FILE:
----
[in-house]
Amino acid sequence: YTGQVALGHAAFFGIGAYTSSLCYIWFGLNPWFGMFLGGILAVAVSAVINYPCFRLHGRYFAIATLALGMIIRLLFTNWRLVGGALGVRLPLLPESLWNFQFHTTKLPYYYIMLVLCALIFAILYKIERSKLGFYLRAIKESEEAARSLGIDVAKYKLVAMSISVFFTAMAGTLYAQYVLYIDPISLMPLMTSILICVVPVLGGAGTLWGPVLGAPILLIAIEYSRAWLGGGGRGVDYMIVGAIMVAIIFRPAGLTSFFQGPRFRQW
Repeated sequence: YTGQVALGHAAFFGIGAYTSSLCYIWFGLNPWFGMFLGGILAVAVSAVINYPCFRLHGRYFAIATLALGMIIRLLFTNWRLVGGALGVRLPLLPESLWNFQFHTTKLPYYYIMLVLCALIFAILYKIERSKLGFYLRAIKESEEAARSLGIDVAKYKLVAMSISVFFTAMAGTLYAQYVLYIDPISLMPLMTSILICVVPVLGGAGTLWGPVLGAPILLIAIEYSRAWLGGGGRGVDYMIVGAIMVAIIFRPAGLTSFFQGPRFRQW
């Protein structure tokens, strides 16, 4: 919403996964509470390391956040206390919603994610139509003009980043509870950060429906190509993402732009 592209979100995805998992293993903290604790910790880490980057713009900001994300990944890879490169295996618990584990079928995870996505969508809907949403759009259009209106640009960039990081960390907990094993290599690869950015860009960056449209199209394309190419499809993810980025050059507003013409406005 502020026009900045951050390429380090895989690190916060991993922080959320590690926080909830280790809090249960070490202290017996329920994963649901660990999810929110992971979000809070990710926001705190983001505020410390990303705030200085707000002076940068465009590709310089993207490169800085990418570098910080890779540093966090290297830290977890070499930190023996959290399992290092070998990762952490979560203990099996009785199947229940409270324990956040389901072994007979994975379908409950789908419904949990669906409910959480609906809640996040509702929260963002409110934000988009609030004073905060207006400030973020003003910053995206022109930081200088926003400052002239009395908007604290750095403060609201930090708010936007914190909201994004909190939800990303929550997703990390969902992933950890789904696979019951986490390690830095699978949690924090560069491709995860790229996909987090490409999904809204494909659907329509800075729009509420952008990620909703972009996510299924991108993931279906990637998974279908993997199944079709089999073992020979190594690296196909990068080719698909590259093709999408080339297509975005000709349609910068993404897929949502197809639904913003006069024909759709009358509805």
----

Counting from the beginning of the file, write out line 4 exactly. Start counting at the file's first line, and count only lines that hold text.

């Protein structure tokens, strides 16, 4: 919403996964509470390391956040206390919603994610139509003009980043509870950060429906190509993402732009 592209979100995805998992293993903290604790910790880490980057713009900001994300990944890879490169295996618990584990079928995870996505969508809907949403759009259009209106640009960039990081960390907990094993290599690869950015860009960056449209199209394309190419499809993810980025050059507003013409406005 502020026009900045951050390429380090895989690190916060991993922080959320590690926080909830280790809090249960070490202290017996329920994963649901660990999810929110992971979000809070990710926001705190983001505020410390990303705030200085707000002076940068465009590709310089993207490169800085990418570098910080890779540093966090290297830290977890070499930190023996959290399992290092070998990762952490979560203990099996009785199947229940409270324990956040389901072994007979994975379908409950789908419904949990669906409910959480609906809640996040509702929260963002409110934000988009609030004073905060207006400030973020003003910053995206022109930081200088926003400052002239009395908007604290750095403060609201930090708010936007914190909201994004909190939800990303929550997703990390969902992933950890789904696979019951986490390690830095699978949690924090560069491709995860790229996909987090490409999904809204494909659907329509800075729009509420952008990620909703972009996510299924991108993931279906990637998974279908993997199944079709089999073992020979190594690296196909990068080719698909590259093709999408080339297509975005000709349609910068993404897929949502197809639904913003006069024909759709009358509805």